AUGUSTA, Maine — Opponents of a new Maine law repealing religious and personal exemptions to school vaccine requirements expect their people’s veto bid to make the March 2020 ballot, while others aimed at other Democratic-led laws are less certain.
Those campaigns are in their last days of signature-gathering ahead of a Sept. 19 deadline to submit just over 63,000 signatures from registered voters to the secretary of state’s office, since the signatures must be verified by local clerks before then.
Three well-organized campaigns had a 90-day window to gather the signatures to delay laws that passed the Democratic-led Legislature this year to expand vaccine requirements, allow abortions to be funded with state money in Medicaid and allow doctors to prescribe life-ending medication to terminally ill patients and send them to the ballot.
David Boyer, a consultant for Mainers for Health and Parental Rights, the group leading the challenge to the vaccine law, said Monday volunteers have gotten roughly 90 percent of the roughly 70,000 to 80,000 signatures with paid gatherers collecting the rest.
He said the campaign submitted signatures to municipal clerks for verification on a rolling basis and there has been “a high validity rate” making him “confident” it will make the ballot.
The socially conservative Christian Civic League of Maine is leading the challenges to the other two laws and was holding an all-day signing event in several cities and towns on Tuesday, but it hasn’t been submitting signatures to clerks on a rolling basis.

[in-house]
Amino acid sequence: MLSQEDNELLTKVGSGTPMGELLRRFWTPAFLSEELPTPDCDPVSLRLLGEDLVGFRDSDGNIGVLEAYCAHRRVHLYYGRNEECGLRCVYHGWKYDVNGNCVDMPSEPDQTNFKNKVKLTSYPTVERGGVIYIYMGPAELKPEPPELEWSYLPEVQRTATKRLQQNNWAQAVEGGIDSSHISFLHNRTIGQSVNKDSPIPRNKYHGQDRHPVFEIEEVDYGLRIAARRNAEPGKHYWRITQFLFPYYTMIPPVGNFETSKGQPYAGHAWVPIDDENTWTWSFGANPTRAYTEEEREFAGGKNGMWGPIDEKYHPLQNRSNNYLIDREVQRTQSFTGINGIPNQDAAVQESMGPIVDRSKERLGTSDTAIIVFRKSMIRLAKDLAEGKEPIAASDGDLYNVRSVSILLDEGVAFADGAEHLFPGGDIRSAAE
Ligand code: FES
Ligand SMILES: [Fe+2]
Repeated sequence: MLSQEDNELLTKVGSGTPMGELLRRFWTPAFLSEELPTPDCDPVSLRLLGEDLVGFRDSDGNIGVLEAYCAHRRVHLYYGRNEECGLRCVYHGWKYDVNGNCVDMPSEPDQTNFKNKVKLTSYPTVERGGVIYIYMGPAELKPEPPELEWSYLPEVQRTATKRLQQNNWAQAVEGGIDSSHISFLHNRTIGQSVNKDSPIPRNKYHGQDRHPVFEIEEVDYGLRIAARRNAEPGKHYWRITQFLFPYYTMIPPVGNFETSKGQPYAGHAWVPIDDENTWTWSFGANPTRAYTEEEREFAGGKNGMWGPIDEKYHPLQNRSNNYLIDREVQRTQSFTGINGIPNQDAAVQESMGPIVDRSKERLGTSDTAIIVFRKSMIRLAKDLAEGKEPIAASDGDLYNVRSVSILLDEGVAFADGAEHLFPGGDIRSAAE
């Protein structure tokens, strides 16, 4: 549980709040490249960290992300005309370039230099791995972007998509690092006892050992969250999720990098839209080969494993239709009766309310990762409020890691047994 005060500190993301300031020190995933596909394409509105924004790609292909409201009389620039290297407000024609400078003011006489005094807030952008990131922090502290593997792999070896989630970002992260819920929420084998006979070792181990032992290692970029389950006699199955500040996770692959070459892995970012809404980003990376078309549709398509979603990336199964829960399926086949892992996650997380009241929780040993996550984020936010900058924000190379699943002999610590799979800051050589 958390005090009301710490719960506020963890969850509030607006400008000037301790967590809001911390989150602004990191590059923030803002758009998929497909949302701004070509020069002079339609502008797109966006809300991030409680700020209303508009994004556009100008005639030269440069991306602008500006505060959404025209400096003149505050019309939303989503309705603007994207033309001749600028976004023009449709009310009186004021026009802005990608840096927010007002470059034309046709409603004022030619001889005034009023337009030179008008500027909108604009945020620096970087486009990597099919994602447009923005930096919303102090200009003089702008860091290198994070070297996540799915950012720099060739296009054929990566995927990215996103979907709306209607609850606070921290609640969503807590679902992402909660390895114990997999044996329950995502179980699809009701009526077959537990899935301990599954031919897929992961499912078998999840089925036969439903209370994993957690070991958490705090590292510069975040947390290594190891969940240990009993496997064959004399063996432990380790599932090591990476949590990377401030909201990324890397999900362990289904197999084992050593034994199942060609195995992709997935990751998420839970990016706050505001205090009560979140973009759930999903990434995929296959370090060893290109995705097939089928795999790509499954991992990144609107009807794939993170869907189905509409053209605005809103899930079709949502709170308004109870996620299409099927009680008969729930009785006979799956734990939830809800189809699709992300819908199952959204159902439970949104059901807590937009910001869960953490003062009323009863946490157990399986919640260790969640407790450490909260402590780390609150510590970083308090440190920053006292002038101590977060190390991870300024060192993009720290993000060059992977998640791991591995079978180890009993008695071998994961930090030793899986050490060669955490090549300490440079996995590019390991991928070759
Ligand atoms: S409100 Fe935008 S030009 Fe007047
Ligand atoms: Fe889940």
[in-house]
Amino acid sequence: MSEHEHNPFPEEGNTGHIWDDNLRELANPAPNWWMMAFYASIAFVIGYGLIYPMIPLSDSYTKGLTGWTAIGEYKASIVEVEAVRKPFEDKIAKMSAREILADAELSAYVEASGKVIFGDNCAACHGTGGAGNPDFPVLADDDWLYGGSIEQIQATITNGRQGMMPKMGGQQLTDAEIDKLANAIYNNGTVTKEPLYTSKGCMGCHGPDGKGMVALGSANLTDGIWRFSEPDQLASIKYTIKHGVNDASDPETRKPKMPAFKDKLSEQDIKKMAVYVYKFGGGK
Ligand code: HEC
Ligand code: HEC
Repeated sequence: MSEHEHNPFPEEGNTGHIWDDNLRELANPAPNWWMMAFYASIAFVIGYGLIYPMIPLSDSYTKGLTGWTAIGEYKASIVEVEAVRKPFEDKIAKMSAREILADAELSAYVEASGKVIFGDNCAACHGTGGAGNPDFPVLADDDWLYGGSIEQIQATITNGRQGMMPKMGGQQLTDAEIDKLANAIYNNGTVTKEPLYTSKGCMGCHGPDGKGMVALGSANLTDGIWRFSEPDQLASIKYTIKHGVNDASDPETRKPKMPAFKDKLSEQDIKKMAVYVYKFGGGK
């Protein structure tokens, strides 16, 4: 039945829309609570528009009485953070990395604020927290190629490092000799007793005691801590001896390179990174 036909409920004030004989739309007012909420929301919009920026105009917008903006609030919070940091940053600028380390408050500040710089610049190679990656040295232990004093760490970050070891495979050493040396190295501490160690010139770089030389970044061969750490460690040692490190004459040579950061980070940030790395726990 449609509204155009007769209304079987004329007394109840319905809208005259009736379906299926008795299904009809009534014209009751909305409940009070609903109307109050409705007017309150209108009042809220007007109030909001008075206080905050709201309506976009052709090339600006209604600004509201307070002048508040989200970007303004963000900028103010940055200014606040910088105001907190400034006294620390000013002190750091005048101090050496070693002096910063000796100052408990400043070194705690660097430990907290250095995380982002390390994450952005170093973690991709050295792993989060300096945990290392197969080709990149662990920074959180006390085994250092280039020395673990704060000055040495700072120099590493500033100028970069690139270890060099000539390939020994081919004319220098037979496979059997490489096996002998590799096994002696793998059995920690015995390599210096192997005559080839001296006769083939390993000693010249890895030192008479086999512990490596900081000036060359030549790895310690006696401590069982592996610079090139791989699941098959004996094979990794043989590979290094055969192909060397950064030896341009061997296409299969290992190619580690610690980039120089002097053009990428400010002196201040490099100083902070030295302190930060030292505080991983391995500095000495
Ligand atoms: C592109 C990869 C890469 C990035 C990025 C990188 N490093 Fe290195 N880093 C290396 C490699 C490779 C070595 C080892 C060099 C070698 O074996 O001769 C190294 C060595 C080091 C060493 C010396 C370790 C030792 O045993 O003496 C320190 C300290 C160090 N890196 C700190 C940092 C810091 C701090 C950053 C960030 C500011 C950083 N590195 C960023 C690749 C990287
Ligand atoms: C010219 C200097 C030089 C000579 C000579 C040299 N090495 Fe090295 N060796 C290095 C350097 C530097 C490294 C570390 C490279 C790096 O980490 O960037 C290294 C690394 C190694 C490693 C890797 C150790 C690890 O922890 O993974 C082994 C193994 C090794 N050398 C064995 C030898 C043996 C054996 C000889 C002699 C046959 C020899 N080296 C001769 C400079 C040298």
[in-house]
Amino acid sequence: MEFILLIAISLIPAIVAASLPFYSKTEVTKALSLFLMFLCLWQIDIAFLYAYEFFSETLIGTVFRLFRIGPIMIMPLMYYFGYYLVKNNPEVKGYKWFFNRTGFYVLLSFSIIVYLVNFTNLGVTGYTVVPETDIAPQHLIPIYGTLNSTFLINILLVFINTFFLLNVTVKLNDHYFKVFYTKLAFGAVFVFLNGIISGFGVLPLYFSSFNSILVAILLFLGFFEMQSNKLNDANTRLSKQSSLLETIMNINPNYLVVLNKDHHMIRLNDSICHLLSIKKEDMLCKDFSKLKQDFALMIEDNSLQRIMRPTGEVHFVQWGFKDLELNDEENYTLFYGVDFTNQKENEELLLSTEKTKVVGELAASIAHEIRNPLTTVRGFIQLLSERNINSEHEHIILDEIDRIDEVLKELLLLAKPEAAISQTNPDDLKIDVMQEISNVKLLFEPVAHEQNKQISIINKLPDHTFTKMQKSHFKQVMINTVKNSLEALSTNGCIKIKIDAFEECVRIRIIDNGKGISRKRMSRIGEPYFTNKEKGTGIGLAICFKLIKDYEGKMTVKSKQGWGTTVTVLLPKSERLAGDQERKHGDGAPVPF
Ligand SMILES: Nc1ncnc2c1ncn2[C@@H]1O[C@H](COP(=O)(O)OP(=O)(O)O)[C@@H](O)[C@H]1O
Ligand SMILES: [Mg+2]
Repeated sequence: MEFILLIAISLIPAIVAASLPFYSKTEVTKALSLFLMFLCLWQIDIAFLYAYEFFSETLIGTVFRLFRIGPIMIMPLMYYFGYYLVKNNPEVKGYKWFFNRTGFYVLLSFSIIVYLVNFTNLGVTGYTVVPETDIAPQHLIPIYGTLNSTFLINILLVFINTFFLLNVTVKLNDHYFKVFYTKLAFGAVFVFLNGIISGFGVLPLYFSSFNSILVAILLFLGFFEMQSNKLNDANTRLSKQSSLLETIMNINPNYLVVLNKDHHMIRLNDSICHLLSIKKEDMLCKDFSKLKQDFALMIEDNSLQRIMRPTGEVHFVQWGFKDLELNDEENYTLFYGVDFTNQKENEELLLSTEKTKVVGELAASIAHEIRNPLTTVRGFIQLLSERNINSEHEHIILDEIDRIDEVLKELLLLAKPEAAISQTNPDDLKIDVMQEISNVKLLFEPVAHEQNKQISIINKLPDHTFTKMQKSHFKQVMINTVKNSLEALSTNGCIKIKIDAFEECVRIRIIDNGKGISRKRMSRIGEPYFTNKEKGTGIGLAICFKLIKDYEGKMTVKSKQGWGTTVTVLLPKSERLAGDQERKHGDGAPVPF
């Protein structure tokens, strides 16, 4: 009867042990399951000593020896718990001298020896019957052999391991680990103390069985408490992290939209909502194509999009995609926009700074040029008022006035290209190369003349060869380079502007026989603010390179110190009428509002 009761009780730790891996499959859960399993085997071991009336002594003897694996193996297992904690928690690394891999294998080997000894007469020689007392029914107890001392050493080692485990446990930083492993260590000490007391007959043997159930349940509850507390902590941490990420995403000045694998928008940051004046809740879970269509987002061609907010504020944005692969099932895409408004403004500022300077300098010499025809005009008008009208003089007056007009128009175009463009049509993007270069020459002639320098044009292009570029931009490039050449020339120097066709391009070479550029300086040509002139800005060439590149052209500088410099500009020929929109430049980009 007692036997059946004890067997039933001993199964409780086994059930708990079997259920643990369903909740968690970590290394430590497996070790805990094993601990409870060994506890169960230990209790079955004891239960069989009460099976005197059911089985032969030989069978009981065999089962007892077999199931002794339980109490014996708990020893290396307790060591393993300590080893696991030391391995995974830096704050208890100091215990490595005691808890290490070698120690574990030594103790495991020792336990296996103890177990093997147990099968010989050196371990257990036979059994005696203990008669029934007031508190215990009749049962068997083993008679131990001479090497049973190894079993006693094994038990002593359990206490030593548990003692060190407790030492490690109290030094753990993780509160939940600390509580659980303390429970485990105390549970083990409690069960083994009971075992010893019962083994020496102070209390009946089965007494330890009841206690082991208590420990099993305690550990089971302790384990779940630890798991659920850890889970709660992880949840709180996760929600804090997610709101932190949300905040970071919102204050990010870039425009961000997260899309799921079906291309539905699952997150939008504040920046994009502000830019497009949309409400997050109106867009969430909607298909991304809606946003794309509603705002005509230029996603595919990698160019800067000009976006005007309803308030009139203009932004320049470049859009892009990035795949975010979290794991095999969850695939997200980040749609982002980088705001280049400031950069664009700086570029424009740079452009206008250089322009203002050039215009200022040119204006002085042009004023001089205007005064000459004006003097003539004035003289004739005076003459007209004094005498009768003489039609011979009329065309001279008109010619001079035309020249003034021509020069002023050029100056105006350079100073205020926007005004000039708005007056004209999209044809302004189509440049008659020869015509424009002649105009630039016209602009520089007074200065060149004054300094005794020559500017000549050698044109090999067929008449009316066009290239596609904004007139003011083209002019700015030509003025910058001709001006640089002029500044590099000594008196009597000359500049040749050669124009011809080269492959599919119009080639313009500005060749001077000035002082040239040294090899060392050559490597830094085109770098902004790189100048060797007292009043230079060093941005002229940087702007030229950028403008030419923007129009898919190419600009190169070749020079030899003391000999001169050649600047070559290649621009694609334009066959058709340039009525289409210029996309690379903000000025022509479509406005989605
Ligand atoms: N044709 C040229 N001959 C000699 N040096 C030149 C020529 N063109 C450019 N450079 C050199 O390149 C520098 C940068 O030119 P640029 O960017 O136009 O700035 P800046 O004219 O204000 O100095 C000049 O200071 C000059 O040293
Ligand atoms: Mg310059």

That led Carroll Conley, the group’s executive director, to say “we just don’t know” when asked about the chances of making the ballot on Tuesday. But he said he’s “hearing good things” about volunteer efforts across the state. Collection will run through Wednesday.
The vaccine law was a response to rising opt-out rates in Maine, which had a higher rate than all but six states during the 2017-18 school year. Hundreds of opponents packed a legislative hearing in March, making arguments ranging from those of personal freedom and choice — the main point of people’s veto leaders — to a debunked link between vaccines and autism.
“It’s a gross overreach of medical and religious freedom,” said Kaleigh Van Der Swaagh, a 33-year-old mother from Northport who has been collecting signatures. “This grassroots movement has been so overwhelmingly moving.”
The efforts could have a hard time in the March 3 election, when Maine Democrats will choose their nominee to face President Donald Trump in 2020. Secretary of State Matt Dunlap’s office initially gave the incorrect guidance that the people’s veto election would be next June.
Another grassroots group called Maine Families for Vaccines, which helped pass the law, would oppose the people’s veto effort. Caitlin Gilmet, a spokeswoman for that group, said opponents of it are “a very vocal minority” and she’s “confident Maine families will continue to put the health of their loved ones first” if a campaign develops.
BDN writer Abigail Curtis contributed to this report.